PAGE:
Low global warming potential (GWR) refrigerants were the hot topic at this morning’s ‘Cool Talks’ breakfast briefing, jointly hosted by A-Gas and the Institute of Refrigeration (IOR), with a full attendance and packed agenda.
The conference, held at A-Gas’s UK headquarters in Bristol, outlined the latest movements towards implementing low GWP refrigerants across the sector, with the freshly-revised fluorinated gas (F-gas) regulation putting the refrigerant business under increasing pressure to switch to more environmentally-friendly alternatives.
As detailed by the British Refrigeration Association (BRA), the modified F-Gas regulation, which came into force in January 2015 across Europe, has signalled the beginning of a ‘cap and phase down’ stage and is restricting the distribution and use of these gases in two ways.
Firstly, the amount of F-gases allowed onto the European market has and will continue to be significantly reduced – decreasing 79% in total by the year 2030. The volume is measured in carbon dioxide (CO2) equivalent tonnes, so the hydrofluorocarbons (HFCs) with the highest GWP will be tackled and phased out first before moving onto to lower-risk refrigerants.
Secondly, the BRA will implement a complete usage ban on new centralised refrigeration systems from 2022. This affects systems with a capacity of 40kW or more being installed using refrigerants with a GWP of 150 or more. Additionally, from 2020 a ban will be placed on servicing existing commercial refrigeration systems containing refrigerants with a GWP of 2500 or higher.
So what impact will this legislation have on businesses and end-users in the refrigeration industry?
A-Gas Managing Director, John Ormerod, signified, “The F-gas Regulations are changing how we work in the industry and the introduction of low GWP refrigerants are at the heart of this. The challenges ahead are significant and it’s going to have a big impact in the next few years.” The industry has to move a long way down the GWP curve to stay ahead of the F-gas phase out.
In hard numbers, Ormerod outlined that the amount of F-gases allowed in the European market next year will decrease by 20%. Following that in 2018, Ormerod declares a “big shock” will take place, whereby a 27% cutback will affect imports. The percentage phase outs will continue until 2030, where the industry will see a total of 79% of F-Gases eliminated from the market.
As Ormerod explained, “Something significant is going to happen every year from now on. But with 40-50% of the supply already being taken out of the market by 2018 and the effect of quota phase down on prices, it’s hard to see that this is not going to result in shortages of refrigerants.”
As it stands, there are currently no commercially available refrigerants below 150 GWP on the market today to act as suitable replacements. There are some CO2, hydrocarbon and ammonia (NH3) alternatives, but these come with their own consequences. R404A, which is the most commonly used refrigerant across the industry, has the highest GWP – around 4,000 times the amount that CO2 contains.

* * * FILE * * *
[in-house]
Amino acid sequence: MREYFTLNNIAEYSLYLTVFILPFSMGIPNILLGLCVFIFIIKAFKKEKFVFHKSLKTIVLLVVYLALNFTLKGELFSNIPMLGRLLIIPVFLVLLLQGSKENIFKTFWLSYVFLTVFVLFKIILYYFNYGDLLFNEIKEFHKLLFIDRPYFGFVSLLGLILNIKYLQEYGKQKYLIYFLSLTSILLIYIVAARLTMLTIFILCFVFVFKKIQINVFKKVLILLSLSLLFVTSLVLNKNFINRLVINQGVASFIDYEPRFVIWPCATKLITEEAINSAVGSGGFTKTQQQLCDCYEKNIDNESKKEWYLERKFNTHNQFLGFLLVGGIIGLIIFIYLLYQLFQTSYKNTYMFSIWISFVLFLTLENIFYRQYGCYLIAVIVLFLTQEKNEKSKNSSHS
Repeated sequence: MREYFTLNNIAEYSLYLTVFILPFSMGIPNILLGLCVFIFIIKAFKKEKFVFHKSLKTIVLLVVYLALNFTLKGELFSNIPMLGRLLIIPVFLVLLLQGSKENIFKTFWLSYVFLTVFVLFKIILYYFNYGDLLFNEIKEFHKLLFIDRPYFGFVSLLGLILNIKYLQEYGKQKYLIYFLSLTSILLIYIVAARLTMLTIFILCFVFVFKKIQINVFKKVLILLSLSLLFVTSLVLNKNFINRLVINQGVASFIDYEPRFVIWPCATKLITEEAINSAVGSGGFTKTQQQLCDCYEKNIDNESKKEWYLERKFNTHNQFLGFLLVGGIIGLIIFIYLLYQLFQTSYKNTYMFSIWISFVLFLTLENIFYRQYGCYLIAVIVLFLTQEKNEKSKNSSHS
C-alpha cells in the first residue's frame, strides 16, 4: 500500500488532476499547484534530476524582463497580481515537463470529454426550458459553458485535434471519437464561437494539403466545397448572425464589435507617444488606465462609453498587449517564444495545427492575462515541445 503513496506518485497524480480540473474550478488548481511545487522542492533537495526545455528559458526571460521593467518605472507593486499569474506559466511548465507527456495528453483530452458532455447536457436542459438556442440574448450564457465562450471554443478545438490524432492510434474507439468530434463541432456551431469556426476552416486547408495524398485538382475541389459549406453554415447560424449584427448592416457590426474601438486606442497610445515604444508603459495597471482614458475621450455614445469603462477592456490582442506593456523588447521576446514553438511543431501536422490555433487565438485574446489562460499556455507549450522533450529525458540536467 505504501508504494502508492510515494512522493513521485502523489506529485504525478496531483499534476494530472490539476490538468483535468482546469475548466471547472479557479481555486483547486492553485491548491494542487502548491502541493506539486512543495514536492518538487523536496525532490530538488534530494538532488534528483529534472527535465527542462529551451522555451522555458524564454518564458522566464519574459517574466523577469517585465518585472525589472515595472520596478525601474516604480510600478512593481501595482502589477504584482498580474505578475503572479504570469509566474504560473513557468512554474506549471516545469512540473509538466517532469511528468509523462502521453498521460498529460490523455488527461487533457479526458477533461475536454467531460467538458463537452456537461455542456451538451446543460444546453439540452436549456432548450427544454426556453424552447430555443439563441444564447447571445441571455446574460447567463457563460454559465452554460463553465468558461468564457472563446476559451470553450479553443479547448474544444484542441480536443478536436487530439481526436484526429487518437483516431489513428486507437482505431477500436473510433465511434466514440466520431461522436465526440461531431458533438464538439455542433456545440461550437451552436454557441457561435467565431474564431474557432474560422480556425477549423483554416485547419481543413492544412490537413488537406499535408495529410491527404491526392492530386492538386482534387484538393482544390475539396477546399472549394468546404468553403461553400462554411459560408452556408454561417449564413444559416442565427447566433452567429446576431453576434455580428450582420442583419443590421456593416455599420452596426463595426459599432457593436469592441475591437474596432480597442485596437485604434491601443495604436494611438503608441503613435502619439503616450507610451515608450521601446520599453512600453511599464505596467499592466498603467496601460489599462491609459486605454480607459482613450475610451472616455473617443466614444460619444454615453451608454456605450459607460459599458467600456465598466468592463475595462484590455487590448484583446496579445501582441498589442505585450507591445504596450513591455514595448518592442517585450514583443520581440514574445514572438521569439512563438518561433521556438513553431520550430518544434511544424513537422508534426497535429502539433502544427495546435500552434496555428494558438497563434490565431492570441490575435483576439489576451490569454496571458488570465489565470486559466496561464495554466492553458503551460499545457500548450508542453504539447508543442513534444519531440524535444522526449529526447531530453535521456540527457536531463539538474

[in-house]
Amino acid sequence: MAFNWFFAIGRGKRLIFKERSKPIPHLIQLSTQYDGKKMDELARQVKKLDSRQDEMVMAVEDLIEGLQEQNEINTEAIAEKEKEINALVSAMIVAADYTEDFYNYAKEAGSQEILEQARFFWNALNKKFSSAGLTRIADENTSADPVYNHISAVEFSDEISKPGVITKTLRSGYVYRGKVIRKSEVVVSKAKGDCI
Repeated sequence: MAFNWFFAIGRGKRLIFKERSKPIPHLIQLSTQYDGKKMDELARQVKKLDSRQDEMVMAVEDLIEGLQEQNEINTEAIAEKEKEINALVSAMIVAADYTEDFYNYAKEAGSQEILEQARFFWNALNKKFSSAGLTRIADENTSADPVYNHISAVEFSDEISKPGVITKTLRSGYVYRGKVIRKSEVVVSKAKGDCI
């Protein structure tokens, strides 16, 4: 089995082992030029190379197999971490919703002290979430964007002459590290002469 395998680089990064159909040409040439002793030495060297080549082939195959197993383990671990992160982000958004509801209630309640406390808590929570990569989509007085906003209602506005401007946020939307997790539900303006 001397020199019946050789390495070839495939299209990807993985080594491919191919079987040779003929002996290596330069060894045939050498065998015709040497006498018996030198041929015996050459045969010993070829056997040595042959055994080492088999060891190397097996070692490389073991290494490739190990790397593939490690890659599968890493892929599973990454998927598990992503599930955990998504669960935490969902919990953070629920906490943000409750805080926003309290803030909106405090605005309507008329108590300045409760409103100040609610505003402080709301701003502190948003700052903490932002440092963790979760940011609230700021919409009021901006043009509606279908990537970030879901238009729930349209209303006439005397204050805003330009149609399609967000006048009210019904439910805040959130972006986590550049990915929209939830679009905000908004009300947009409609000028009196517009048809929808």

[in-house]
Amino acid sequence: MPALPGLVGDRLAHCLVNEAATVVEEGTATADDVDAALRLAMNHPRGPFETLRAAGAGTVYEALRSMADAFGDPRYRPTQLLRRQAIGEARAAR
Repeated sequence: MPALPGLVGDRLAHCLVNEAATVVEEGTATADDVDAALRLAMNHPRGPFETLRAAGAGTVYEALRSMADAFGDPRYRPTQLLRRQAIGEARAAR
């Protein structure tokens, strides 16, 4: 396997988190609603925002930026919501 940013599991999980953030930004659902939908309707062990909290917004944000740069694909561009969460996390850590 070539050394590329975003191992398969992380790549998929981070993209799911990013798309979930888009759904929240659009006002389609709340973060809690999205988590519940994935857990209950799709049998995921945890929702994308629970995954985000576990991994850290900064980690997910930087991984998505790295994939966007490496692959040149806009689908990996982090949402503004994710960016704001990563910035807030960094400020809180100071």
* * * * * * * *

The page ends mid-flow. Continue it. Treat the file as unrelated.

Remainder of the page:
“We need to get away from these types of refrigerants as quickly as possible,” Ormerod detailed. “There are some options to halve GWP impacts relatively easily, but the jump to below 150 GWP (the legal requirement to be enforced by 2022) is the most difficult one and brings challenges.”
Ormerod highlighted three main obstacles to arise from the revised regulations, with flammability and safety being an important factor. “Historically, this has been a black and white area,” he explained. “It’s either flammable or it’s not. But this new drive of low GWP refrigerants has become a grey area – for example, the R32 that’s available at the moment, is a grey area. It’s partially flammable. The further you go down the curve, GWPs between 500-600 are almost impossible to keep non-flammable.” With 40-50% of the supply already being taken out of the market by 2018 and the effect of quota phase down on prices, it’s hard to see that this is not going to result in shortages of refrigerants.
“The R32 needs to be treated in the same way as propane, which I don’t think is a particularly big leap – most companies are already transporting flammable gases and it won’t put you out of your comfort zone.” New informative legislation on this is set to be released from the BRA towards the end of this year.
Continuing, he said, “Leak prevention is more important now than it has been in the past. Leak checking and leak prevention will become more important to stay ahead of legislation.” In addition to these preventative measures, the way companies label F-gases is set to change, with the GWP and its CO2 equivalency to prevail on the packaging. Ormerod puts this down to “larger customers demanding more information on CO2 footprints.”
The impacts across the sector will be numerous and complex. The drop in availability of environmentally-friendlier alternative F-gases will undoubtedly send waves across the sector, as more companies struggle to adhere to looming legislation. Of course, drastic price hikes for these low GWP alternatives were also mentioned as a potential worrying trend for many corporations.
But these regulations are already beginning to take effect and the 14 years’ transition phase between now and a total clampdown on F-gas uses by 2030 is in full swing. Both the IOR and A-Gas seek to help companies within the industry understand and implement the new policies to make the transition that bit smoother.